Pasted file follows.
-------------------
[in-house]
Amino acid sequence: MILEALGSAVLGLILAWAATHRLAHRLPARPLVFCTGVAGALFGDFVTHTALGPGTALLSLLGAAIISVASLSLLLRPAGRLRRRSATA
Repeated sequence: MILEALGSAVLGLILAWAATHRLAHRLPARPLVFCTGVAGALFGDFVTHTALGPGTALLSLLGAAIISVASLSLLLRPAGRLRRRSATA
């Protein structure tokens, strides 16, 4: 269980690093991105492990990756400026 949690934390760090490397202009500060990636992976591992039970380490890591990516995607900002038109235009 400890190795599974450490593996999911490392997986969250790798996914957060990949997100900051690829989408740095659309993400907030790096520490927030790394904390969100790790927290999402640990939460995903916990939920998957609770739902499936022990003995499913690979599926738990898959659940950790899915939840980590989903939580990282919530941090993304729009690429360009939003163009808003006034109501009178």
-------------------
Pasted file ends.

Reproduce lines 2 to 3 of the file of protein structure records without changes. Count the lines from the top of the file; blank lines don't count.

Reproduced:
Amino acid sequence: MILEALGSAVLGLILAWAATHRLAHRLPARPLVFCTGVAGALFGDFVTHTALGPGTALLSLLGAAIISVASLSLLLRPAGRLRRRSATA
Repeated sequence: MILEALGSAVLGLILAWAATHRLAHRLPARPLVFCTGVAGALFGDFVTHTALGPGTALLSLLGAAIISVASLSLLLRPAGRLRRRSATA